I really loved that store… we lived out in the country, in Alvadore Oregon, at that time, so Stockton may as well have been New York to me. It was huge, comparatively. Alvadore didn’t, and still doesn’t, have a traffic signal. Stockton, was, and is, a city, in it’s own right, a Port City to boot. So, walking down the sidewalk along El Dorado’s four lanes of traffic, with a median, I may as well have been walking along the freeway in Oregon!

“The Old Bat Won’t Get All My Money!” Muttered grampa…

It was exhilerating, to be trusted to take tis trip on my own. I cruised around the store, once I got there, more reveling in the freedom, than actually shopping, for a good 20 minutes, before I got down to the business of filling my little basket with cokes and candies. I drank one soda on the way home, actually having finished it, before I was even a block from the store. It was in a little mini mall, with beauty shops, a locksmith and a bus stop right there. I sat there a few minutes, as I finished the soda, and started gorging myself on my candy bounty.

When I got home, having been gone about 45 minutes, grampa was out in his yard, mesing around with his lawn mower. I could see him all the way from the corner. As I approached, I was putting away my candy, trying o stuff most of it into my pockets, knowing, my parents would take most of it, to ration it, if they knew I had it. I had alreadylearned that trick, don’t lie, but don’t volunteer information…

As I got to the driveway, he pulled me aside, said, “Now you go inside, and as soon as you can, you put the change from that 20 in your suitcase. Put it away, don’t touch it ’til you get home! And dont, fer Pete’s sake, don’t you dare tell your gramma! Don’t tell yer parents either, they might just take it away. But even if they find it, not a word to your gramma, got it? Ok?”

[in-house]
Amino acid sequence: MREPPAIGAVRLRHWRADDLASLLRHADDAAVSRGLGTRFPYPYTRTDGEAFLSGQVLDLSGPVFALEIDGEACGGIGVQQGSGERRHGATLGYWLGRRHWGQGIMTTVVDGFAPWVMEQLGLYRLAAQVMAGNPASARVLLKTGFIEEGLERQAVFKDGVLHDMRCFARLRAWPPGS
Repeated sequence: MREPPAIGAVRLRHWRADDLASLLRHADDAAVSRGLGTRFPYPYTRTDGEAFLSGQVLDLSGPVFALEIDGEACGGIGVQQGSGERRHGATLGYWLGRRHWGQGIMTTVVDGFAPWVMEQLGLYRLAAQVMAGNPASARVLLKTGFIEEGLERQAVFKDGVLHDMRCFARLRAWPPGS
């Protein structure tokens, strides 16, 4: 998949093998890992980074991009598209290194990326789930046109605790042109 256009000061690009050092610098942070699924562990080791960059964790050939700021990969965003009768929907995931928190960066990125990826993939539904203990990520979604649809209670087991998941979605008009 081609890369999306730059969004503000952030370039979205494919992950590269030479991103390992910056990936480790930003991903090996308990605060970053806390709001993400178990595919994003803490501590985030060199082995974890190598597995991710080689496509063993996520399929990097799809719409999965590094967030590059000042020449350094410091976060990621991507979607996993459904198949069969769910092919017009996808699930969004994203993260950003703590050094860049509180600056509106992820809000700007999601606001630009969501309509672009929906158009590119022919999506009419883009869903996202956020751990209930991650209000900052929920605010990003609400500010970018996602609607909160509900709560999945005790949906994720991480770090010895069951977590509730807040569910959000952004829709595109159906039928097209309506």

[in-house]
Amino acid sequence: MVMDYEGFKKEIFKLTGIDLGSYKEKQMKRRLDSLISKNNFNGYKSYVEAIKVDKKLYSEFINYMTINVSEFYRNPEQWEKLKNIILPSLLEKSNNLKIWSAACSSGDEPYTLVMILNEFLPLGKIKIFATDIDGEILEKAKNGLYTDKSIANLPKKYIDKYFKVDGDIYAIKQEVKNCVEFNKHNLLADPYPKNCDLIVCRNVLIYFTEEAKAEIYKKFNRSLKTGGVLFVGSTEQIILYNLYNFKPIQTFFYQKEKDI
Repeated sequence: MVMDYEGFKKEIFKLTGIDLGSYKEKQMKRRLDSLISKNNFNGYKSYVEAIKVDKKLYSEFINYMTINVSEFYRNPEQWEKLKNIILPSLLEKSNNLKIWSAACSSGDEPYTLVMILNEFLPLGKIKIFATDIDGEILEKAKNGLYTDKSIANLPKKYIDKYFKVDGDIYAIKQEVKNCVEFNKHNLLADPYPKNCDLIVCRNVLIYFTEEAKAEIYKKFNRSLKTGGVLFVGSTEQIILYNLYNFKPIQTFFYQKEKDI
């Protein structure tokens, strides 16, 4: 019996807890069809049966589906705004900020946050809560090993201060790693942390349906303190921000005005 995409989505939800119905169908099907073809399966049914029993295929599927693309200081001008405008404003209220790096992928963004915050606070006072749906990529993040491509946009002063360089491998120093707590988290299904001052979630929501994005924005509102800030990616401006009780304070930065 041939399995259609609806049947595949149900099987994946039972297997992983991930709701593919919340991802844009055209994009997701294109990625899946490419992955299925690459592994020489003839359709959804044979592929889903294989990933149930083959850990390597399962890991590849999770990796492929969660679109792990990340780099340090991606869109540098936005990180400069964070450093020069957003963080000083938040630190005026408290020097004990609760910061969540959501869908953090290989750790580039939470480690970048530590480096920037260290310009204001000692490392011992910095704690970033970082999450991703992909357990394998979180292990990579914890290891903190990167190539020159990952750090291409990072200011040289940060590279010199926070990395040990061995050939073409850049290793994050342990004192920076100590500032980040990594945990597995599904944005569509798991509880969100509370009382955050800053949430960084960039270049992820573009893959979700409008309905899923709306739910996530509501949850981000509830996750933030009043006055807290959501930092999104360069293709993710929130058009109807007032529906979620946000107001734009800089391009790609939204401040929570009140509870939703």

“Yeah grampa, no problem. Don’t tell anybody. Our secret.” I assured him.

“Yeah, you got it buddy, our secret… Remember, if your parents find out, it’s ok, tell them I gave it to you. But don’t you ever tell gramma!”

“Should I tell them(mom and dad) not to tell gramma, if they find it?’ I asked.

“Oh, ho, ho.. my boy, you won’t have to tell them not to tell gramma!They’ll know” he laughed, “they’ll know!”

Then, as I walked away, toward the house, I just barely heard him, mutter under his breath,” The Old bat won’t get all my money!’ She can’t have what I give to the kids”, then he just kind of laughed, shook his head, and laughed a few times more, headed around the corner into the back yard, letting out a loud “HA!” As he went through the gate..

He slipped me a fresh 20 dollar bill, everyday that week, always with the same instructions, to hide the change in my suitcase, to put it in my piggy bank at home…… and every time, the same chuckling statement, “The Old Bat won’t get all of my money!”

Yeah, grampa was pretty cool….

WWII hero too….

Theodore Robert Brodehl, you WILL be remembered, and fondly.